From logistics, to hotels, the Reserve Bank to the pop charts. These homegrown trailblazers are proving that the years after 50 shine bright.
Need fresh ammo to persuade your boss they shouldn’t make office returns mandatory? Two new studies suggest remote work not only lures more diverse and experienced candidates willing to trade higher pay for flexibility—but that office mandates don’t appear to boost financial performance, hurting job satisfaction instead.
Human rights activist Grace Forrest has been awarded the Freedom from Fear honour this year for her work eradicating slavery. It is just the second time an Australian has received the prestigious Roosevelt Four Freedoms award.
Five female leaders who will speak at the Women’s Summit on 26 March in Sydney share the best piece of career advice they ever received.
Going remote was “one the biggest bets” in it’s 20-year history, but even while many companies call staff back to the office, Co-CEO Scott Farquhar says that way of thinking is solving the wrong problem.
Savvy workers are seeking sponsors to place them at the head of the queue for special projects, leadership roles or even to fast-track their next promotion.
This CEO led Affirm to its US$24 billion IPO. Now she’s with an Aussie tech company – and plans to take it big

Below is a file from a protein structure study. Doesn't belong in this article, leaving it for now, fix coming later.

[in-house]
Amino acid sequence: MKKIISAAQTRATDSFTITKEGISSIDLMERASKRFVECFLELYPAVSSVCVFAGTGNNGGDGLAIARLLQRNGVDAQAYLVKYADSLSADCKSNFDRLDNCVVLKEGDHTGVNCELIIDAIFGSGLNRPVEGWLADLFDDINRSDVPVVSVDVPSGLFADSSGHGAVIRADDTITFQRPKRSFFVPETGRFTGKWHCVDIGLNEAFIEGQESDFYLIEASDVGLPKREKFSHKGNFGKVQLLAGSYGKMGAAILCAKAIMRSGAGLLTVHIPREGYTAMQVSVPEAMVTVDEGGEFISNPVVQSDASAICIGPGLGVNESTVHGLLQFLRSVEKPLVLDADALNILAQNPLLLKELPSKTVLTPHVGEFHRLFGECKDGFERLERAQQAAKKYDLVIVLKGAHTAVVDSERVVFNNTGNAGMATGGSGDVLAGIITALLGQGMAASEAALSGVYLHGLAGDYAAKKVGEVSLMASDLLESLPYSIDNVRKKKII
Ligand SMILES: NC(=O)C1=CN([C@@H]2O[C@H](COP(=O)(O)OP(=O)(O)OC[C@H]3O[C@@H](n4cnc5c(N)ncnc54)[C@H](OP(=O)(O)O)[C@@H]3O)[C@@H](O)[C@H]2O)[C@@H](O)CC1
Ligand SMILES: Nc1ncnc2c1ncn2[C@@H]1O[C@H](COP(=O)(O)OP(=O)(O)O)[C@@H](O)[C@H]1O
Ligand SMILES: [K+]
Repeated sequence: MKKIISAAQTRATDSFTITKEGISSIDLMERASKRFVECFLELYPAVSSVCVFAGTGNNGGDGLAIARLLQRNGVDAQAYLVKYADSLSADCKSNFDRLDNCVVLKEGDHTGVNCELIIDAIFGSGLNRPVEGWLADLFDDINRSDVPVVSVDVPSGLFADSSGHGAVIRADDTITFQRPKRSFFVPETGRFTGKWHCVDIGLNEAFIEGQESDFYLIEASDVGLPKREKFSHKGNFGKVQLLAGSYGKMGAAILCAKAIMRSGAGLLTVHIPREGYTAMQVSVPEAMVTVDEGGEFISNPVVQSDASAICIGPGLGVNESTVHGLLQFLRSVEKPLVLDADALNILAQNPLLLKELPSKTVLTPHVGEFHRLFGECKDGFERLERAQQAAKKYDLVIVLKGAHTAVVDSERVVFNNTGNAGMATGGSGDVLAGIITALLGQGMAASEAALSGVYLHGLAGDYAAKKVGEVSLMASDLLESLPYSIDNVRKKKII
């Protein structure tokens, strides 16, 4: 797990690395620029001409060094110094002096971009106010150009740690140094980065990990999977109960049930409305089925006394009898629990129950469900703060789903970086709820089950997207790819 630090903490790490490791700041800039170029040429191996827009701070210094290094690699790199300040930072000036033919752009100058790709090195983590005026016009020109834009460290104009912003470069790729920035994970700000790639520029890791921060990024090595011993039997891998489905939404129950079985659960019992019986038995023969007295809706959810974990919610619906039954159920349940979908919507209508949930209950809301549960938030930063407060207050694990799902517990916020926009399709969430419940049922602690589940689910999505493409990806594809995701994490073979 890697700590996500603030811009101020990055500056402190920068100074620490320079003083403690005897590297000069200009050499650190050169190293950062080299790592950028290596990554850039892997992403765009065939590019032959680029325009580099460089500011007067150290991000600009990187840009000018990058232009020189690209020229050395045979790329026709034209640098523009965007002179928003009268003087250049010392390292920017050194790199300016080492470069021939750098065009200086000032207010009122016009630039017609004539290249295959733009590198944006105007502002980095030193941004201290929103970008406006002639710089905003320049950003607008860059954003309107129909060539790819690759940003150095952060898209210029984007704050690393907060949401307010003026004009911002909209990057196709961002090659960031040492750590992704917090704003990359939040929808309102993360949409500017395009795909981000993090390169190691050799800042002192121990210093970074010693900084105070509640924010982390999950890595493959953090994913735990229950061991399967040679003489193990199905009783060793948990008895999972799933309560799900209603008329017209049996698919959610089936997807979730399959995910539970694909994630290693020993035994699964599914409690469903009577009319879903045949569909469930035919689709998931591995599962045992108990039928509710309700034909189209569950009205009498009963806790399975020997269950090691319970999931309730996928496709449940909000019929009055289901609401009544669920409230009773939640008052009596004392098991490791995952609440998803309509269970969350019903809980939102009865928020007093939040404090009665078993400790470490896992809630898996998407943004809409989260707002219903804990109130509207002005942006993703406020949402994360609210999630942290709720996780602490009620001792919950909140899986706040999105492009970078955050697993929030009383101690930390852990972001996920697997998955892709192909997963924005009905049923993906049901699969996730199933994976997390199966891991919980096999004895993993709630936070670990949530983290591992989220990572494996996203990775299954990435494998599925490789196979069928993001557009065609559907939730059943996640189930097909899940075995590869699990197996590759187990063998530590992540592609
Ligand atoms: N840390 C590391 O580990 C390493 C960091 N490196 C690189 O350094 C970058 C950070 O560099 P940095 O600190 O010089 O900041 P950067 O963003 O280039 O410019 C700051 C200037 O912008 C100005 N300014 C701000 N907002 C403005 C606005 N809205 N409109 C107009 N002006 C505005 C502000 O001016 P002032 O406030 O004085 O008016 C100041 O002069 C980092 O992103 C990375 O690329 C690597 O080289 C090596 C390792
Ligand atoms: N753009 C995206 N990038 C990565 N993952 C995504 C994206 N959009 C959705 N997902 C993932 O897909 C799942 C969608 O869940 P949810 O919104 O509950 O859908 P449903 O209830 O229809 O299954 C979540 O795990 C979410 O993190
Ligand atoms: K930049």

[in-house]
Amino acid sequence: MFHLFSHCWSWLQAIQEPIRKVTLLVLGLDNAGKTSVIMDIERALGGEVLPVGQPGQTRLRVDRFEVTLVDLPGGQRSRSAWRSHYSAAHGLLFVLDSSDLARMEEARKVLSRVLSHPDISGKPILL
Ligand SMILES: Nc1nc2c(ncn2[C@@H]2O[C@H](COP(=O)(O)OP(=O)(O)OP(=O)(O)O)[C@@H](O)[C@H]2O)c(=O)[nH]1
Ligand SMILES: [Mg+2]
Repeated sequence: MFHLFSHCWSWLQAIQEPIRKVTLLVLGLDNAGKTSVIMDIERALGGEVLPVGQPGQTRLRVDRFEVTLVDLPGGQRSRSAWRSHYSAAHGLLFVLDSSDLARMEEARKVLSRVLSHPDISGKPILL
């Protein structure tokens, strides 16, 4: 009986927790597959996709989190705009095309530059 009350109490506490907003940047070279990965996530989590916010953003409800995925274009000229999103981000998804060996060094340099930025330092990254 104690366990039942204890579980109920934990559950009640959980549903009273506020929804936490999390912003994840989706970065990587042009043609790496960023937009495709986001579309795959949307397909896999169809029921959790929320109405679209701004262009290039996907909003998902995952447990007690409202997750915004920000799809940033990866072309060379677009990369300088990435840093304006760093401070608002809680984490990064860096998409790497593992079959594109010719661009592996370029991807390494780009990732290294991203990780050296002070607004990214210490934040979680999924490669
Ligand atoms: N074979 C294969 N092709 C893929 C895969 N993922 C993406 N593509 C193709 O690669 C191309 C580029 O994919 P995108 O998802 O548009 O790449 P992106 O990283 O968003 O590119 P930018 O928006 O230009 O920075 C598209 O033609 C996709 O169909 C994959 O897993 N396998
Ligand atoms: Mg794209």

Silvija Martincevic is the CEO of Deputy – an Aussie HR software firm for shift workers. Martincevic, who joined Affirm when it was worth about US$100 million, led the company to its US$24 billion IPO. She says Deputy is on a similar trajectory to ‘massive global scale’.
From the self-made founders shattering gender stereotypes to the pioneers whose work is paving the way for the next generation of leaders, these are the standout ForbesWomen stories of the year.
Forbes’ annual list of career downfalls highlights individuals at or near the top of their game whose professional descents in the previous year shed light on some of the biggest issues of our time.
Recent incidents in the tech industry, specifically the discriminatory public comments made by startup founder Sam Joel, serve as a painful reminder of the enduring issue of gender inequality and sexism in corporate Australia.